While from Manhattan to Portland demonstrations contesting President-elect Donald Trump flare up, the US bishops call Catholics to unity exhorting the newly elected representatives to spend themselves for the poor and the defenceless. “Regardless of who was voted, now is the time to remember that the strength of our Republic lies in our unity, as citizens and members of the holy family of God,” said Monsignor Michael Burbidge, Bishop of Raleigh in North Carolina. “These relations are the foundations of our society, and we have the duty to promote them. Harmony has the power to further authentic dialogue, and exchange of opinions can be fruitful.”
Respect and dignity. The words of Monsignor Burbidge mirror those of Monsignor Joseph Kurtz, President of the US Bishops’ Conference. “Now is the moment to move toward the responsibility of governing for the common good of all citizens”, the bishops stated in a release. “Let us not see each other in the divisive light of Democrat or Republican or any other political party, but rather, let us see the face of Christ in our neighbours, especially the suffering or those with whom we may disagree.”
“We remember the words of Pope Francis at the Congress”, Kurtz went on, “political activity must always serve to promote the good of the human person and be based on the respect of human dignity.”
Kurtz added that millions of American citizens are struggling to find economic opportunities for their families. The task of elected representatives is to listen to them and act accordingly.
Humanity and security. Mons. Kurtz said he hopes the new administration will be engaged in the protection of human life “from the beginning to its natural end.” “We support policies that offer opportunities to everyone, to the members of all faiths and all social brackets alike”, Kurtz wrote. “It is our firm belief that our sisters and brothers who are migrants and refugees can be welcomed with humanity while not renouncing security”. Concerns over Trump’s first declarations left a mark: the idea of building a wall with Mexico is viewed with widespread concern by large numbers of citizens of Hispanic origin, many of whom are Catholic. “We equally urge to draw attention – Kurtz went on – on the violent persecution that threatens our Christian brothers and sisters, especially in the Middle East and we call upon the new administration to address the theme of religious freedom.”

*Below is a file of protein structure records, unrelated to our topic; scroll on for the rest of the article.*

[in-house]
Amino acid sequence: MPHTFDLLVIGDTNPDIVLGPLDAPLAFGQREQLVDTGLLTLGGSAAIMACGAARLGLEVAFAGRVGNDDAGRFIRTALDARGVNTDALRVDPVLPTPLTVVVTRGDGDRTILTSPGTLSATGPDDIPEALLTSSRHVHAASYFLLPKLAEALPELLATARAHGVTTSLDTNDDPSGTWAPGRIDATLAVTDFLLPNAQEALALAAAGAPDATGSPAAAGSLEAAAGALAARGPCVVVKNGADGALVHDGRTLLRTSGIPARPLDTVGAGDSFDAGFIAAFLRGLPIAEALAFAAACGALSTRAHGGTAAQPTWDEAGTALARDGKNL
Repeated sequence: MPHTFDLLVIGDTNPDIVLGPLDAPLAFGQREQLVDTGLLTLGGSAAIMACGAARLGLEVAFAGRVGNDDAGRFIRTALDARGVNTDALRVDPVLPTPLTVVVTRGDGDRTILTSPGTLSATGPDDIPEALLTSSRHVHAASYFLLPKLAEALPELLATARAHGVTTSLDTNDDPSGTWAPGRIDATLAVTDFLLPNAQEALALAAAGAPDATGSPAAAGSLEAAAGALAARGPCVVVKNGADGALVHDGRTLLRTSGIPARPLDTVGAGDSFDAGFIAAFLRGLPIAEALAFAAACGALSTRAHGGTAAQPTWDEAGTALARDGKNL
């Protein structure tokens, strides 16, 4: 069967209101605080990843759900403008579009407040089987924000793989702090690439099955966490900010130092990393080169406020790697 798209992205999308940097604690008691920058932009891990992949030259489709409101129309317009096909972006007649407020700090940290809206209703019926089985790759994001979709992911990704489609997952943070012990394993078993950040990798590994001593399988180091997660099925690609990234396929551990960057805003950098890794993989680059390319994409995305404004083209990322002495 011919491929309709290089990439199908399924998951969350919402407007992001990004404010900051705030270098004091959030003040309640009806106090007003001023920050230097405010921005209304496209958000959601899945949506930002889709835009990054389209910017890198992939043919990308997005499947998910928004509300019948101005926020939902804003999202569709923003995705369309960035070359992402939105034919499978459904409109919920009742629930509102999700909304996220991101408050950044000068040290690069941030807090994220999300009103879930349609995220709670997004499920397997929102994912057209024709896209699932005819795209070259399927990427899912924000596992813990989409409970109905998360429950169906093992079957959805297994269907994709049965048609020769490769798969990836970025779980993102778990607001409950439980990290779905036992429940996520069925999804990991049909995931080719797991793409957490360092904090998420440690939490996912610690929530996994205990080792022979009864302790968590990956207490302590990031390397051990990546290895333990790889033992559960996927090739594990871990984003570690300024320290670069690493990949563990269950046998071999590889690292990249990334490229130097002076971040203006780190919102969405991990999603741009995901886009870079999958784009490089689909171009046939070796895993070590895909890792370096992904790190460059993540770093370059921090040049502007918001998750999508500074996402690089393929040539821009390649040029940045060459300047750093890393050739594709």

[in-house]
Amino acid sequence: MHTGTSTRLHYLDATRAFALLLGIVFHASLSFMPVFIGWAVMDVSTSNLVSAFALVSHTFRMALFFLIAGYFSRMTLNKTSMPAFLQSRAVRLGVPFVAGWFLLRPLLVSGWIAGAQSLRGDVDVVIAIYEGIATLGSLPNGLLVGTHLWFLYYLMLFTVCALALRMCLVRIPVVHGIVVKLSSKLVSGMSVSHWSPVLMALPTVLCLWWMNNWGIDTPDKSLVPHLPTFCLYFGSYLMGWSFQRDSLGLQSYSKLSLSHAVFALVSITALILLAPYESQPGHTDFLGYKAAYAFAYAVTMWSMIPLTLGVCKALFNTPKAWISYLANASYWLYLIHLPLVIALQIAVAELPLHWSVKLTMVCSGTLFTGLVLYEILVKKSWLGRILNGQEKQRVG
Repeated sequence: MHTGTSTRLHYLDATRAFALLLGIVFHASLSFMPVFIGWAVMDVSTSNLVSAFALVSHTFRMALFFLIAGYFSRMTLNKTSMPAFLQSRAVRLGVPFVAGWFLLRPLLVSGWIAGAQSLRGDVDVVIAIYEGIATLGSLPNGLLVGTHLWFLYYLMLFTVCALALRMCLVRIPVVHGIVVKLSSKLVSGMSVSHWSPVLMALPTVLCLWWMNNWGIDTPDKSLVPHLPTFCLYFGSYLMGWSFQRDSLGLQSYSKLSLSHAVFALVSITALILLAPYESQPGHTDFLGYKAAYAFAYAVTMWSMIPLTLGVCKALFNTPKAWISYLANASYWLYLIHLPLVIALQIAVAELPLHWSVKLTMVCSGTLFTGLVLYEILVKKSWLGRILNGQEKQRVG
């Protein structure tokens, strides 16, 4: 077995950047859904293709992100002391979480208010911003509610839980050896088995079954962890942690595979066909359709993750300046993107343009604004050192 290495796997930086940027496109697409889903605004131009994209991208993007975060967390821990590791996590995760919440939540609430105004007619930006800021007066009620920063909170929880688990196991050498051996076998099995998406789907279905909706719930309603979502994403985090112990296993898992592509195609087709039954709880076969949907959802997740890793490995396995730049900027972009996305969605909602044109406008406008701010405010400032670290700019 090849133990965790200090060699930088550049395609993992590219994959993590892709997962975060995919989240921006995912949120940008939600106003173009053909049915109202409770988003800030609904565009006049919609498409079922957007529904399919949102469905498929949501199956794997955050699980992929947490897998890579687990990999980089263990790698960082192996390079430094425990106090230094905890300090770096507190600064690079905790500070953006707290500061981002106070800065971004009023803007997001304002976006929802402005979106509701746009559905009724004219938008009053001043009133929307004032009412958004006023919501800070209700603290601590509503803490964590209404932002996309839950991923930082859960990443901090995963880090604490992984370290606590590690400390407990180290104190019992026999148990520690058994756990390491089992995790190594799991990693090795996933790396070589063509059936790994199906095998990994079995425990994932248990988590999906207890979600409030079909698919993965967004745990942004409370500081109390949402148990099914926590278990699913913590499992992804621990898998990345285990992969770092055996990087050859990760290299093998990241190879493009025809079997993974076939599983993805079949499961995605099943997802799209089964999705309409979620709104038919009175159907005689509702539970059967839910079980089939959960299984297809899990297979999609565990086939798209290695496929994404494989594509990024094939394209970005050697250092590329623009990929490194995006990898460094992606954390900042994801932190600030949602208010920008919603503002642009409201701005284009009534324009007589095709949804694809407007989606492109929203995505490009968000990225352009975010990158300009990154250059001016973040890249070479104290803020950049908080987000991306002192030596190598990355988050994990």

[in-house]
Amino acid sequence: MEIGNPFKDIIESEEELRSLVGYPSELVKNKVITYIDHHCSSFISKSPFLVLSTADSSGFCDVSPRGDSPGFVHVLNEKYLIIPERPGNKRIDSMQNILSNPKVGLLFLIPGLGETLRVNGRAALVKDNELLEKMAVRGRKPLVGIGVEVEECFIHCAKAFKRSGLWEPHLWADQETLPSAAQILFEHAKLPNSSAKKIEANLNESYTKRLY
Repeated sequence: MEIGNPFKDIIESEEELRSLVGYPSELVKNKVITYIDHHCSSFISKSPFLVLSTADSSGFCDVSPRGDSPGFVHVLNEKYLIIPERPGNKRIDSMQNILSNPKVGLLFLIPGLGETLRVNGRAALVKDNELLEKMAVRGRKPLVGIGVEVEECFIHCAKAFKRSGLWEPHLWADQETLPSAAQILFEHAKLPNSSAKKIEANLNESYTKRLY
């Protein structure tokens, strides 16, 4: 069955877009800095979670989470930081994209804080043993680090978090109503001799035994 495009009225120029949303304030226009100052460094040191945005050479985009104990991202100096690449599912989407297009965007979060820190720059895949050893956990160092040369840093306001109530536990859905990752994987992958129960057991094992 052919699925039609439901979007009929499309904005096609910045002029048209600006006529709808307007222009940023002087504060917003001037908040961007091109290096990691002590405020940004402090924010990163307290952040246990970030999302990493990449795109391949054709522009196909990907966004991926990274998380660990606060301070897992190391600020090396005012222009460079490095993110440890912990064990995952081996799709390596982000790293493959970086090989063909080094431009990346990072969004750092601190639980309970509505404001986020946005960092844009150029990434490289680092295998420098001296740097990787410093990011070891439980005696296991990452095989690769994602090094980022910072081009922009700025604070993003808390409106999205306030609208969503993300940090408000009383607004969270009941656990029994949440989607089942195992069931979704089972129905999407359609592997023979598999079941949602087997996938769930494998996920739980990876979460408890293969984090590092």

Trump-Catholics. Since Donald Trump took to the field launching a coarse election campaign, relations with Catholics have repeatedly been stormy. His campaign has been defined by anti-clandestine immigrant sentiments from its inception, hailing his most popular and controversial slogan:
“We will build a wall on the border with Mexico. And Mexico will pay for it.”
He reiterated this slogan over the past days. This attitude clashes against the commitment for the inclusion of thousands of Catholics in the United States and with the hopes of many honest Mexicans fleeing from violence and poverty. During his visit to Mexico past February Pope Francis said: “A person who thinks of building walls is not Christian.” Trump said the Pope’s comment was “disgraceful.” The episode marked a distance with Catholic voters.
Pence’s appointment. However, when it became clear that the winners of the primary election were Trump and Hillary Clinton, known for her liberal positions on the family and abortion, many Catholics reconsidered the New-York entrepreneur as a viable candidate – in spite of his sexism (old and new) and in the light of the appointment of Mike Pence, Governor of Indiana, as Vice-President. Pence is an evangelical born and raised in a Catholic family. He is considered a reliable conservative, unquestionably pro-family and pro-life.
The ethnic question. However, Catholic US citizens, who voted for Trump in slightly higher numbers compared to Clinton, remain divided in terms of ethnicity.
Trump secured 60% of white votes, compared to 27% of Hispanics. Among the themes characterising the Trump-Pence ticket the latter’s pro-life stand is the aspect they most appreciate.
Moreover, many more issues – ranging from the care for migrants to climate change and environmental protection – appear to have been omitted by the new administration, which has impacted the reactions of Catholic groups.
Common home. On the one side, associations such as the promoters of the March for Life positively welcomed the news. “We are very pleased that the election results receive consensus at the Chamber, Senate and Presidency. We strongly support the appointment of a pro-life judge at the Supreme Court”, said Jeanne Mancini, chairman, “March for Life”
The tones of organization Climate Catholic Covenant, active in the field of climate change, are markedly different.
“We will work hard to create an area for debating proposals aimed at the protection of our ‘common home’ that is planet Earth”, the organizers wrote in a release. “We will remain vigil and active. In our experience as Christians, protecting the work of God is not an option, it is a must.”